Sprint wasn't ignorant of sexual harassment. The company had distributed a human resources policy guide to all employees in 1990 and posted it in all offices. Its code of ethics urges workers to report harassment to a supervisor. Another booklet further details the company's sexual harassment policy.
How could such a well-prepared company go wrong? In the case of employee Bridgette Frederick, it is accused of failing to educate workers about the policy, then dropping the ball when she complained. Here's what happened:Frederick's supervisor would stare at her, blow her kisses, kiss her on the cheek and even touch her breast. She complained to a couple of managers, but they didn't do anything. She also asked to be transferred from the supervisor's department, but HR never responded.
The supervisor was eventually fired when a different employee complained about his actions. Frederick filed suit for sexual harassment. Sprint asked that the case be tossed out, pointing to its numerous policies and the fact that the supervisor had been promptly fired.
But an appellate court let the case go to trial. Reason: Frederick said she never saw any of the company's policies and wasn't familiar with the complaint process. Also, Sprint managers had failed to act when Frederick spoke up. (Frederick v. Sprint/UnitedCo., No. 99-13958, 11th Cir., 2001)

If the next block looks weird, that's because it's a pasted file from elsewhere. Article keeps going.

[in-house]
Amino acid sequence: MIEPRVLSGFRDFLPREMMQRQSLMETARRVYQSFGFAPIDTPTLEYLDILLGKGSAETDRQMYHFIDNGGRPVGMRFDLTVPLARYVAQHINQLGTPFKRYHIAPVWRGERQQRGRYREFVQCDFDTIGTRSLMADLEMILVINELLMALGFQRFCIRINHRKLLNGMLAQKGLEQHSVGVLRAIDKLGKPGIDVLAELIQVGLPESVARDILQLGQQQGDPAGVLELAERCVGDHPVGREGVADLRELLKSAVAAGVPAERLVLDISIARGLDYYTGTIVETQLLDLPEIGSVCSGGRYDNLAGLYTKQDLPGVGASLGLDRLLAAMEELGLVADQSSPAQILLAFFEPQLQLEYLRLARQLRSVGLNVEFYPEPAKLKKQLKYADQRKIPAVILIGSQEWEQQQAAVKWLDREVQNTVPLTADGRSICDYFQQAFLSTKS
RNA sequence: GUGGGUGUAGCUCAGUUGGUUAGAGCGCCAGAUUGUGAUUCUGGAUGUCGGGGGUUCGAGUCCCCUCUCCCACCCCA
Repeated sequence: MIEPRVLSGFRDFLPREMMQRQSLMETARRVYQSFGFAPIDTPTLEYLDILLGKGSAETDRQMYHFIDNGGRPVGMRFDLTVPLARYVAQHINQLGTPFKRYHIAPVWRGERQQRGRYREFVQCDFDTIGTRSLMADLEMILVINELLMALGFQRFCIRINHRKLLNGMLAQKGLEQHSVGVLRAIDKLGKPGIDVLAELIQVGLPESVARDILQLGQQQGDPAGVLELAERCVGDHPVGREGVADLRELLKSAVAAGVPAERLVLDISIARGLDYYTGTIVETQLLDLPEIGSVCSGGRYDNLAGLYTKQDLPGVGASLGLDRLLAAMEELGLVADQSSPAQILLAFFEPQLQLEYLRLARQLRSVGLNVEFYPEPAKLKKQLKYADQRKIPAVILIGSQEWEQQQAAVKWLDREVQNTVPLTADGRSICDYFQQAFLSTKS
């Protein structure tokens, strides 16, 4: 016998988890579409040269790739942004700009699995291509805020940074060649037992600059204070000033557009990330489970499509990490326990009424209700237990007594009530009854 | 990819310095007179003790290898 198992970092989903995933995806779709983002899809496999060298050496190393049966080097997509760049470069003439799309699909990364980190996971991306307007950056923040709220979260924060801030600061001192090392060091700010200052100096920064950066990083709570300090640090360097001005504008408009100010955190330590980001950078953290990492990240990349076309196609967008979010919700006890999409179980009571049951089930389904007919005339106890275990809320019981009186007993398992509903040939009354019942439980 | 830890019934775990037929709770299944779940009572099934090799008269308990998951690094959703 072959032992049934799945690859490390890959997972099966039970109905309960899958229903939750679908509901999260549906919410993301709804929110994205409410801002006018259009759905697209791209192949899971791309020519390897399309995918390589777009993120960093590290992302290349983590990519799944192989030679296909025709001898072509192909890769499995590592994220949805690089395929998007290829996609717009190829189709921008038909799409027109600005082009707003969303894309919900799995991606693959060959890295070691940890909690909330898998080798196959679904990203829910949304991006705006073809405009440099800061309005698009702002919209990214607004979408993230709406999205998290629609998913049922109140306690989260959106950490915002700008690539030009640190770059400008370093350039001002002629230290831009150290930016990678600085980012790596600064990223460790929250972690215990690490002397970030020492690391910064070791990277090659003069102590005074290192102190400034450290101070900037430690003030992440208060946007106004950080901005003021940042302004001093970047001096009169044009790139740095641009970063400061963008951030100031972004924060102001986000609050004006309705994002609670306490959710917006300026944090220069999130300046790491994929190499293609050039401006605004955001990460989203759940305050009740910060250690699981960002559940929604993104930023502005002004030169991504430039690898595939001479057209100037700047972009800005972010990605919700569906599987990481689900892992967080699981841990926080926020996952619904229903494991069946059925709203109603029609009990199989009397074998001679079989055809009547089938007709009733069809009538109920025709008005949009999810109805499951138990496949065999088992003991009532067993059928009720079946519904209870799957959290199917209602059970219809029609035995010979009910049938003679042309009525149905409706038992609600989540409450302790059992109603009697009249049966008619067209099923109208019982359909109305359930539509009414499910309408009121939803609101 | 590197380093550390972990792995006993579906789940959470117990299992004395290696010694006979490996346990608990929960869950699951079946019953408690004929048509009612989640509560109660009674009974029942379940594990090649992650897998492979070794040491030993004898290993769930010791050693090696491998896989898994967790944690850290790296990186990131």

Advice: A common misconception is that having a sexual harassment policy will insulate you from liability. It's only the first step.
You need to educate employees on the policy and then enforce it. To achieve these goals, your policy must be readily accessible in your handbook or on a Web page, or posted in the workplace.
Take time to make sure employees understand the policy. One way they can't claim ignorance is if you require that they sign an acknowledgement form saying they've read and understood the policy. Annual refresher sessions also help.